NY 17 is one of New York State's longest touring routes. There are two distinct segments of NY 17; I will concern myself with the western portion.
NY 17's western terminus is at the New York/Pennyslvania border near North East, Pennsylvania. From the border to Binghamton, New York, NY 17 is the Southern Tier Expressway, a full Interstate-standard freeway.
The Southern Tier Expressway, also designated I-86, winds through the Allegheny Plateau, through the small towns of Jamestown, Salamanca, and Hornell; through the counties of Chautauqua, Cattaraugus, and Allegheny, before meeting up with I-390 in Steuben County. I-390 heads north to Rochester. Traffic was quiet and the road was desolate; however, now we are entering a metro area.
Traffic picks up east of Avoca, as we head southeast to the city of Corning. NY 17 flies around the north of Corning on a shiny new bypass, less than a decade old. Traffic really picks up here, as we will be heading through Big Flats, Horseheads, and finally Elmira. Just to the east of Corning, we cross into Chemung County, and I-86 ends. This stretch of highway is very substandard, with many at-grade intersections. We pass through Elmira on the crickity old road, passing the brand-new Lowman interchange on the way. After a while, we finally leave Lowman, and we're on our way east. The speed limit goes back to 65, and the highway is once again a rural road.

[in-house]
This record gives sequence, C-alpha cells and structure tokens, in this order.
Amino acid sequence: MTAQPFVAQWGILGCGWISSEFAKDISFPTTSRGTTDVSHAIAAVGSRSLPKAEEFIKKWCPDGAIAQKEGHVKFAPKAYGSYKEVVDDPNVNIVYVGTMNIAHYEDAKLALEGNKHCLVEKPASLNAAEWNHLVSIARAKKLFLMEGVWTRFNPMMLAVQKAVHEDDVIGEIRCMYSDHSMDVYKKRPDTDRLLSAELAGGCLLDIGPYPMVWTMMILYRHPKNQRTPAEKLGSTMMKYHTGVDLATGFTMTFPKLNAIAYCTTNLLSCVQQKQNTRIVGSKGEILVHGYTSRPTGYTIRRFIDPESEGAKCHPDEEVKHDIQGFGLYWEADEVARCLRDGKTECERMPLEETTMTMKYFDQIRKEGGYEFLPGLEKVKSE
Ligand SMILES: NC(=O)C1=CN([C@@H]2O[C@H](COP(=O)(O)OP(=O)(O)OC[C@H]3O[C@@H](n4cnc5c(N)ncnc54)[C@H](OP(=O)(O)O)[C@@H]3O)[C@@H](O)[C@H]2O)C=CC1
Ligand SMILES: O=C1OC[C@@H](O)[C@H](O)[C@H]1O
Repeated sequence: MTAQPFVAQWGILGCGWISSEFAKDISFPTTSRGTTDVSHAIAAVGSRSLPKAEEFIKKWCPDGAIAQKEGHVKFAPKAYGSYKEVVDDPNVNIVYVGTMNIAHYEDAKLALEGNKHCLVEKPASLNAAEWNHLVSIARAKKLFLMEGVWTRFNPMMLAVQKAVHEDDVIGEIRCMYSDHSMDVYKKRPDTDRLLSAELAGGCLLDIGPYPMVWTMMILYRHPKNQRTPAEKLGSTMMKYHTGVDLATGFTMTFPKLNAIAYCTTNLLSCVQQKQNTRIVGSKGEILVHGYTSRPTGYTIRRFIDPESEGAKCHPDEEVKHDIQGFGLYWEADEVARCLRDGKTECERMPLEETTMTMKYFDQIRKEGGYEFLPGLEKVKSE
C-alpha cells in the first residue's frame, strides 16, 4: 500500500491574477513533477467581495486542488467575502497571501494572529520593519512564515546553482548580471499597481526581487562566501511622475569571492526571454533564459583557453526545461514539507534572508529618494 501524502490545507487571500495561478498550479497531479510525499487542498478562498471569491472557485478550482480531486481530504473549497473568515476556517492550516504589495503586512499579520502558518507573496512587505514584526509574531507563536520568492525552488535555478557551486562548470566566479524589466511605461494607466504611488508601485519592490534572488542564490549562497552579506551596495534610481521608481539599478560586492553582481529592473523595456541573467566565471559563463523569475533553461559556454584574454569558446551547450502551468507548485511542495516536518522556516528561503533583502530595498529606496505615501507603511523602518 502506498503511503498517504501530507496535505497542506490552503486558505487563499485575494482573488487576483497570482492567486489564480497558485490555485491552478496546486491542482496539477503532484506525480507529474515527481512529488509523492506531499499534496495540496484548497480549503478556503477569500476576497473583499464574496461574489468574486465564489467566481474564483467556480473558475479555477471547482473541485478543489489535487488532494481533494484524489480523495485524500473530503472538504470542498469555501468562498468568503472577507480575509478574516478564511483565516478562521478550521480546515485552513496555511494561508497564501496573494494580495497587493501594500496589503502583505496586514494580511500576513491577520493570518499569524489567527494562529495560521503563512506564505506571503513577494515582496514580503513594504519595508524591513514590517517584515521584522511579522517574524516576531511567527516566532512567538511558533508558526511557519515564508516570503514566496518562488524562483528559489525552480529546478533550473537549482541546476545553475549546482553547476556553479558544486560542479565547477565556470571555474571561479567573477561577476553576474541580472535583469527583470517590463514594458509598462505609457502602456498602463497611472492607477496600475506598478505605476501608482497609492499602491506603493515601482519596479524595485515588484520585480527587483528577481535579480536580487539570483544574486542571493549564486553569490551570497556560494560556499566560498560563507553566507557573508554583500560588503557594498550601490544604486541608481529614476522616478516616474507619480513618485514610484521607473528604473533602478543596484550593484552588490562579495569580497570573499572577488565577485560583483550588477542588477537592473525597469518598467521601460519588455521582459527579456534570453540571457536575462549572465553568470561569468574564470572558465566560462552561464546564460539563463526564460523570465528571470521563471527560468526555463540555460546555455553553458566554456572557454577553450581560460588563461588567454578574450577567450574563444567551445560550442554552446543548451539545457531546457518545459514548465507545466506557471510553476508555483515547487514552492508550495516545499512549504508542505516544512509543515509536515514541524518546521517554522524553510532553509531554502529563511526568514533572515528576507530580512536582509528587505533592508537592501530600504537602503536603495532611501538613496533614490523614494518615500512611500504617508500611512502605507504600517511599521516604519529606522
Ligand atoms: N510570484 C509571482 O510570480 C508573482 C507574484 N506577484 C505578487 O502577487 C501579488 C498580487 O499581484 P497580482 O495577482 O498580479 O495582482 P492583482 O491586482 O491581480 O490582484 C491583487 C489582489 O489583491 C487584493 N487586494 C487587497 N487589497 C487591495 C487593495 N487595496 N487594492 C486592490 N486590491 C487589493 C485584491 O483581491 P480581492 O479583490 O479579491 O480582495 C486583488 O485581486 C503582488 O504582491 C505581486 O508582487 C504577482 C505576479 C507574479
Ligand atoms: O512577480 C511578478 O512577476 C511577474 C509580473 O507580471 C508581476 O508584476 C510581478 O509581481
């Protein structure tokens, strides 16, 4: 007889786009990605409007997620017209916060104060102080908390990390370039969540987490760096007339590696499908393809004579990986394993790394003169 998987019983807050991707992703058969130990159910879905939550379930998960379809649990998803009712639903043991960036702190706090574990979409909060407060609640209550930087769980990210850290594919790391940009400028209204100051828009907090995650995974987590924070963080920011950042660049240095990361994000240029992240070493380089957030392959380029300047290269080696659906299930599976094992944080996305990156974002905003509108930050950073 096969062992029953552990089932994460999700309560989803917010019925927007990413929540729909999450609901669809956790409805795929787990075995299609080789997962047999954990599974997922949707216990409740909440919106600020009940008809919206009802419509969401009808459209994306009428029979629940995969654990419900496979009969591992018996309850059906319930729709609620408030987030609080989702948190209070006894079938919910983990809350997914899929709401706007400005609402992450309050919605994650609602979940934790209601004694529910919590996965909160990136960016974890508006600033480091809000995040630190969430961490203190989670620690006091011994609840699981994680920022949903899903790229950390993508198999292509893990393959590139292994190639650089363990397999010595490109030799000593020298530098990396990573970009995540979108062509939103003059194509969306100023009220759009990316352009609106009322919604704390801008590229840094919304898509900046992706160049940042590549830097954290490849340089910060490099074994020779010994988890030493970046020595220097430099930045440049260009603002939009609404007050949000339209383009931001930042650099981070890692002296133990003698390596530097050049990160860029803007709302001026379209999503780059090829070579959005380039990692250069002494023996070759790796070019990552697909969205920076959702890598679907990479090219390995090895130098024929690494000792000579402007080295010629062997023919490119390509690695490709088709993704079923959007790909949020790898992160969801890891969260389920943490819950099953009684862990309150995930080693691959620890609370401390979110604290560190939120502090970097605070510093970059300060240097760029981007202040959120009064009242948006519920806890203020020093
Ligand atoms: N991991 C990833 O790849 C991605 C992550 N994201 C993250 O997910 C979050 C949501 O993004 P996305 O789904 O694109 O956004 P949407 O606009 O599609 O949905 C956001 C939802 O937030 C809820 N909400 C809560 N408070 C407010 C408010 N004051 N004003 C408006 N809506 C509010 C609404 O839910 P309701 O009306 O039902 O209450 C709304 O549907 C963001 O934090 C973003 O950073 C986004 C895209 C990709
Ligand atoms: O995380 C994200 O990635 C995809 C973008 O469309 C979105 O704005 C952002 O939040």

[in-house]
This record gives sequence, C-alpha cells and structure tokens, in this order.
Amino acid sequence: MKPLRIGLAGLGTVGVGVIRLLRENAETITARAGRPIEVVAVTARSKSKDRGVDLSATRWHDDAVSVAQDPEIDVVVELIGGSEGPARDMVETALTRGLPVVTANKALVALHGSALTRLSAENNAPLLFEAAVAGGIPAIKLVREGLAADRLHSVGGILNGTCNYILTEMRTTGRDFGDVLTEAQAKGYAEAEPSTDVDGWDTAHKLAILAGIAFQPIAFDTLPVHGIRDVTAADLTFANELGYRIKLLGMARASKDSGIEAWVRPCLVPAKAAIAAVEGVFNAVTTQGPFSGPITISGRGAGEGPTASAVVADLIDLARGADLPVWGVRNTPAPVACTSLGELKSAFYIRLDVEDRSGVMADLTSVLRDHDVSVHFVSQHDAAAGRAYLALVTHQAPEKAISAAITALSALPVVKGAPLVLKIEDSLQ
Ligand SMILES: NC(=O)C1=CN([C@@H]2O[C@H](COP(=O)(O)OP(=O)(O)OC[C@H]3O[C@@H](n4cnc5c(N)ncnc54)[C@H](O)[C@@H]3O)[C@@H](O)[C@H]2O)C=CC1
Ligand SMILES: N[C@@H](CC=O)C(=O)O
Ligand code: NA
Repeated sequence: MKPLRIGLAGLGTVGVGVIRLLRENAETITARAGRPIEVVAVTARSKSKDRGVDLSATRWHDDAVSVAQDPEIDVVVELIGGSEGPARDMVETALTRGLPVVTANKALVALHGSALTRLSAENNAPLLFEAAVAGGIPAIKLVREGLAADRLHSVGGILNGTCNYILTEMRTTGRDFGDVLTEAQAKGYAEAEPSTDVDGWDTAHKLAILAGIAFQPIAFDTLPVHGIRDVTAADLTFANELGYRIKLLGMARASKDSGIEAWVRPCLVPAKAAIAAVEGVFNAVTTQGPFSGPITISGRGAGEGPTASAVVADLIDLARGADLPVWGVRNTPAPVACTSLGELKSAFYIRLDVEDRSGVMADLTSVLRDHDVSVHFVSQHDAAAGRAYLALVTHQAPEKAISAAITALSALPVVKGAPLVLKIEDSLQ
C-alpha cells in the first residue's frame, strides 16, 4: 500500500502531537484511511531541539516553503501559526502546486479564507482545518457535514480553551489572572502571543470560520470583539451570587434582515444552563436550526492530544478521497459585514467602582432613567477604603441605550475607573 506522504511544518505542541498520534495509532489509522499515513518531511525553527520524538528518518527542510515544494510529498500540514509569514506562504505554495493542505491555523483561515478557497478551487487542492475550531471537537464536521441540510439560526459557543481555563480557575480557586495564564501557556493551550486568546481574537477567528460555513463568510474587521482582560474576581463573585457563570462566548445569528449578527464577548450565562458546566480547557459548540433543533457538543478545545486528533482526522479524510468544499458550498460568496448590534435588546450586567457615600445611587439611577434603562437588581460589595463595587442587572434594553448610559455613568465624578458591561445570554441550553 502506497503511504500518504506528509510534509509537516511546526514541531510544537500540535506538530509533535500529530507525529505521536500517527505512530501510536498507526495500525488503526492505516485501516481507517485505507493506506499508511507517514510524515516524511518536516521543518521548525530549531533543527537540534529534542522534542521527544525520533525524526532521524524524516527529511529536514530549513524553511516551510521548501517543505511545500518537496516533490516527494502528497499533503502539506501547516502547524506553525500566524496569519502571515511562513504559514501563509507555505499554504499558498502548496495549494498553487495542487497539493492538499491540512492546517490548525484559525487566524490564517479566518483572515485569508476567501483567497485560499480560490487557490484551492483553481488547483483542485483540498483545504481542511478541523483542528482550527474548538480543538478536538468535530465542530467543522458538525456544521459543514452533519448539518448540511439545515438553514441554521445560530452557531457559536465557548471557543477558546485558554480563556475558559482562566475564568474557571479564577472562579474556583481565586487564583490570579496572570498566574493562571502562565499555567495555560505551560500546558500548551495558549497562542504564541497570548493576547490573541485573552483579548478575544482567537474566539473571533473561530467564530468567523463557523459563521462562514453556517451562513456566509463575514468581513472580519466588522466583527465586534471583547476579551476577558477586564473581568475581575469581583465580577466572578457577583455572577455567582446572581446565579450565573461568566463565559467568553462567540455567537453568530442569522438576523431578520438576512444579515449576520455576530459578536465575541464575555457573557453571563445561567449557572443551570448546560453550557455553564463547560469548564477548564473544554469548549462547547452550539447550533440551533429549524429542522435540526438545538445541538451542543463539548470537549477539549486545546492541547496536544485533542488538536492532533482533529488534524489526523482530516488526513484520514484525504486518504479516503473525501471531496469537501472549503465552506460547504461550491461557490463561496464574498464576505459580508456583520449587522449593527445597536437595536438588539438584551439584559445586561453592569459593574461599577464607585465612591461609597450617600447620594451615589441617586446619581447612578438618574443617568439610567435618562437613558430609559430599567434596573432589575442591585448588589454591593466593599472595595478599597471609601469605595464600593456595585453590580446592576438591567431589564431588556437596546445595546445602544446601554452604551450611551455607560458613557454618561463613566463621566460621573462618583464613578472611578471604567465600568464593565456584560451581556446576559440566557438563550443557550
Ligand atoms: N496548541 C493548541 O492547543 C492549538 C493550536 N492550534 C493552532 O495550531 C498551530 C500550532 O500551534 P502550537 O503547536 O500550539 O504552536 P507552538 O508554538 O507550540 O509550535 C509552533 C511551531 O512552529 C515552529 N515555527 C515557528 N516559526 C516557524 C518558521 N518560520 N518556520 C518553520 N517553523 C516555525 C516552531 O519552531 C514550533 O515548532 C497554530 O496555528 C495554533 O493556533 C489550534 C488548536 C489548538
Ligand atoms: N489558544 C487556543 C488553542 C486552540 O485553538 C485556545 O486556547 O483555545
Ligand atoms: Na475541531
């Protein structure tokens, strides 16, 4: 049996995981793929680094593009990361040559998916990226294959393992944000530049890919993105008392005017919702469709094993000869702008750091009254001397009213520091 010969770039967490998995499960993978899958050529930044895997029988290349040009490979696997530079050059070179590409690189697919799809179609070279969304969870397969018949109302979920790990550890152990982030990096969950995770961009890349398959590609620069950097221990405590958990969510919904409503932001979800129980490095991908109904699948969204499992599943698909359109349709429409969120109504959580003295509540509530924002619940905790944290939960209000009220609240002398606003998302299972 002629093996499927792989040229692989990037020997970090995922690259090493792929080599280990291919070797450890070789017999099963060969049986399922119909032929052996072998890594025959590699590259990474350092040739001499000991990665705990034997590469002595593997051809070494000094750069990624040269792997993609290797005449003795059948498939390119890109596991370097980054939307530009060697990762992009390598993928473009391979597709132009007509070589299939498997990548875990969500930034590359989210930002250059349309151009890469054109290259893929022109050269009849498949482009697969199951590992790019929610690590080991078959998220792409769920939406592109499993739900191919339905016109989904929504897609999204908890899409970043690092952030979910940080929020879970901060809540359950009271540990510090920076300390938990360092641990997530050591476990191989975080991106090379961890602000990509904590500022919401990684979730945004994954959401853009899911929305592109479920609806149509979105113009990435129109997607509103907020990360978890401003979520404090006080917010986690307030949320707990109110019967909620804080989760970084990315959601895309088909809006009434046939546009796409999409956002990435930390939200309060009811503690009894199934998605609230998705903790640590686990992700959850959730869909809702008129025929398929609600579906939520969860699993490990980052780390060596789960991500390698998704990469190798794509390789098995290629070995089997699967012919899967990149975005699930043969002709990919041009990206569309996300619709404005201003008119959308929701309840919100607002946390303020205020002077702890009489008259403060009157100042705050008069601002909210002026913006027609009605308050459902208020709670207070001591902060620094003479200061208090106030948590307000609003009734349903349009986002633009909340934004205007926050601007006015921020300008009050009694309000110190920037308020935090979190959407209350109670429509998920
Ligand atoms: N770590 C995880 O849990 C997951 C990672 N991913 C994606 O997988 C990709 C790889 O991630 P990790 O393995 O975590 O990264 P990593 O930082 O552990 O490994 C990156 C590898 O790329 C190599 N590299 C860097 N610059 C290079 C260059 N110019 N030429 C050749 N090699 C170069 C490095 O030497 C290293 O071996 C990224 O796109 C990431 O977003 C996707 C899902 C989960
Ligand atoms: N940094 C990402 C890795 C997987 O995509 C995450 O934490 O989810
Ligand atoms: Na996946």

NY 17 enters Tioga County, jets through the Valley, a good-sized community made of Waverly, New York, Sayre, Pennsylvania, and Athens, Pennsylvania. NY 17 briefly dips into Pennsylvania here, but it is still maintained by NYSDOT. The mighty 17 winds through the hills of Tioga County, before reaching Owego, the site of an old Indian village. This is officially the Binghamton metro area. The Southern Tier Expressway enters Broome County, before ending majestically at I-81 at the infamous Kamikaze Curve.
This writeup is
a work in progress stillborn. I need to revise the STE parts, not to mention discussing the Quickway.